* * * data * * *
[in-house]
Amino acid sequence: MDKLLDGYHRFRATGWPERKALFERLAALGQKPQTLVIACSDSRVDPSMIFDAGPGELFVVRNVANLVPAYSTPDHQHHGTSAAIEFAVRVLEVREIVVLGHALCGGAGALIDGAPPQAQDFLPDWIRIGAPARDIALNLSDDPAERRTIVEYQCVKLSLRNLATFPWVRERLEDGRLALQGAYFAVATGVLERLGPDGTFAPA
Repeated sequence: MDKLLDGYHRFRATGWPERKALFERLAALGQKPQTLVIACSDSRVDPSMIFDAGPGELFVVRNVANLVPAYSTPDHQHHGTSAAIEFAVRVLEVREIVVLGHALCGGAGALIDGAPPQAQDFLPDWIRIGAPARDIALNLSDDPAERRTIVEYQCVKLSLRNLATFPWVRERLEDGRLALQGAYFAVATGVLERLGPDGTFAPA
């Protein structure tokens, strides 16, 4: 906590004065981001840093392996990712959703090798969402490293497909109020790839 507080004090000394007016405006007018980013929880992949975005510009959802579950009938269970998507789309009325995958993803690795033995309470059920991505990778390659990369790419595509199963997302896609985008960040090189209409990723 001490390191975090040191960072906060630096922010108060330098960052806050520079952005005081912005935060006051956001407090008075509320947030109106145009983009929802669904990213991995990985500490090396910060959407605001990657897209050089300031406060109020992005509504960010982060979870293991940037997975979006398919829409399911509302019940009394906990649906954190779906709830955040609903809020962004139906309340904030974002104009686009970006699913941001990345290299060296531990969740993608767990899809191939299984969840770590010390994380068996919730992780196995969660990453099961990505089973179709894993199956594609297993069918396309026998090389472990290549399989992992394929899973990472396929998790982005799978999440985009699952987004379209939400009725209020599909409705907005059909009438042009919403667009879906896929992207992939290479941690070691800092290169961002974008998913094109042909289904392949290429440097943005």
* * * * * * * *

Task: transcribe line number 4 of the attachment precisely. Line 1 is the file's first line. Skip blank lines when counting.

């Protein structure tokens, strides 16, 4: 906590004065981001840093392996990712959703090798969402490293497909109020790839 507080004090000394007016405006007018980013929880992949975005510009959802579950009938269970998507789309009325995958993803690795033995309470059920991505990778390659990369790419595509199963997302896609985008960040090189209409990723 001490390191975090040191960072906060630096922010108060330098960052806050520079952005005081912005935060006051956001407090008075509320947030109106145009983009929802669904990213991995990985500490090396910060959407605001990657897209050089300031406060109020992005509504960010982060979870293991940037997975979006398919829409399911509302019940009394906990649906954190779906709830955040609903809020962004139906309340904030974002104009686009970006699913941001990345290299060296531990969740993608767990899809191939299984969840770590010390994380068996919730992780196995969660990453099961990505089973179709894993199956594609297993069918396309026998090389472990290549399989992992394929899973990472396929998790982005799978999440985009699952987004379209939400009725209020599909409705907005059909009438042009919403667009879906896929992207992939290479941690070691800092290169961002974008998913094109042909289904392949290429440097943005």